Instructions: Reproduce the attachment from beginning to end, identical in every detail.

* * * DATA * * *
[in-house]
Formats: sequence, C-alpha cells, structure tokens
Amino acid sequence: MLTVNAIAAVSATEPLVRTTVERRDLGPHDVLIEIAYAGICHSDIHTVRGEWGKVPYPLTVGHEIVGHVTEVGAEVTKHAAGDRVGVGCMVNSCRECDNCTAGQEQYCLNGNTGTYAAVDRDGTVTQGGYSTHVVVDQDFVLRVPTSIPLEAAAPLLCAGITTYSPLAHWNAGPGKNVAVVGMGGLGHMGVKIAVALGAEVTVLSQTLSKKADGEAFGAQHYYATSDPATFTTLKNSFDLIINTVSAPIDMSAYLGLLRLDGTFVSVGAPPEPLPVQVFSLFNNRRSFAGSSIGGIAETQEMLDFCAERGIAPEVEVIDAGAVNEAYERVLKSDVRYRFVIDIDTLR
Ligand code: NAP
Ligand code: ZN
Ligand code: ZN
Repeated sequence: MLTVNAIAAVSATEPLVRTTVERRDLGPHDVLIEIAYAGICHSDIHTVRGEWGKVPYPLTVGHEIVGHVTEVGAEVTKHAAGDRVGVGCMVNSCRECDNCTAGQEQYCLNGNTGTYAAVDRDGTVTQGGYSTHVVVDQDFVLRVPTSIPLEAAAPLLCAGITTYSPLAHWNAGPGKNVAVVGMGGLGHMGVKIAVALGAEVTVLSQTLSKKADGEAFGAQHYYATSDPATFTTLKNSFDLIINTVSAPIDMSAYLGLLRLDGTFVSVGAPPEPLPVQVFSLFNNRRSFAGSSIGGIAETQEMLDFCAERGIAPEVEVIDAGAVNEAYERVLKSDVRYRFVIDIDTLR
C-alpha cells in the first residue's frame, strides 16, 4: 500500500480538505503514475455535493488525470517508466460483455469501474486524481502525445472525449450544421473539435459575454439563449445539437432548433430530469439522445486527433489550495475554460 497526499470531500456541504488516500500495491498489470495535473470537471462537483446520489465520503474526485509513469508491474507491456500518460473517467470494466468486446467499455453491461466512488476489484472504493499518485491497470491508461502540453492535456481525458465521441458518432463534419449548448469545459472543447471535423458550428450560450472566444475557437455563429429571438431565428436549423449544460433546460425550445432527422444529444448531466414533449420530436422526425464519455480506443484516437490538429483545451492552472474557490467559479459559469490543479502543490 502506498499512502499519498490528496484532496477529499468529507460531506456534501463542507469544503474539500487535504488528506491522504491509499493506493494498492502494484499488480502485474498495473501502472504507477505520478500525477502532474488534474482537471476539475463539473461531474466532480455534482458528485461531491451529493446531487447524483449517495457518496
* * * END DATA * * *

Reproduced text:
[in-house]
Formats: sequence, C-alpha cells, structure tokens
Amino acid sequence: MLTVNAIAAVSATEPLVRTTVERRDLGPHDVLIEIAYAGICHSDIHTVRGEWGKVPYPLTVGHEIVGHVTEVGAEVTKHAAGDRVGVGCMVNSCRECDNCTAGQEQYCLNGNTGTYAAVDRDGTVTQGGYSTHVVVDQDFVLRVPTSIPLEAAAPLLCAGITTYSPLAHWNAGPGKNVAVVGMGGLGHMGVKIAVALGAEVTVLSQTLSKKADGEAFGAQHYYATSDPATFTTLKNSFDLIINTVSAPIDMSAYLGLLRLDGTFVSVGAPPEPLPVQVFSLFNNRRSFAGSSIGGIAETQEMLDFCAERGIAPEVEVIDAGAVNEAYERVLKSDVRYRFVIDIDTLR
Ligand code: NAP
Ligand code: ZN
Ligand code: ZN
Repeated sequence: MLTVNAIAAVSATEPLVRTTVERRDLGPHDVLIEIAYAGICHSDIHTVRGEWGKVPYPLTVGHEIVGHVTEVGAEVTKHAAGDRVGVGCMVNSCRECDNCTAGQEQYCLNGNTGTYAAVDRDGTVTQGGYSTHVVVDQDFVLRVPTSIPLEAAAPLLCAGITTYSPLAHWNAGPGKNVAVVGMGGLGHMGVKIAVALGAEVTVLSQTLSKKADGEAFGAQHYYATSDPATFTTLKNSFDLIINTVSAPIDMSAYLGLLRLDGTFVSVGAPPEPLPVQVFSLFNNRRSFAGSSIGGIAETQEMLDFCAERGIAPEVEVIDAGAVNEAYERVLKSDVRYRFVIDIDTLR
C-alpha cells in the first residue's frame, strides 16, 4: 500500500480538505503514475455535493488525470517508466460483455469501474486524481502525445472525449450544421473539435459575454439563449445539437432548433430530469439522445486527433489550495475554460 497526499470531500456541504488516500500495491498489470495535473470537471462537483446520489465520503474526485509513469508491474507491456500518460473517467470494466468486446467499455453491461466512488476489484472504493499518485491497470491508461502540453492535456481525458465521441458518432463534419449548448469545459472543447471535423458550428450560450472566444475557437455563429429571438431565428436549423449544460433546460425550445432527422444529444448531466414533449420530436422526425464519455480506443484516437490538429483545451492552472474557490467559479459559469490543479502543490 502506498499512502499519498490528496484532496477529499468529507460531506456534501463542507469544503474539500487535504488528506491522504491509499493506493494498492502494484499488480502485474498495473501502472504507477505520478500525477502532474488534474482537471476539475463539473461531474466532480455534482458528485461531491451529493446531487447524483449517495457518496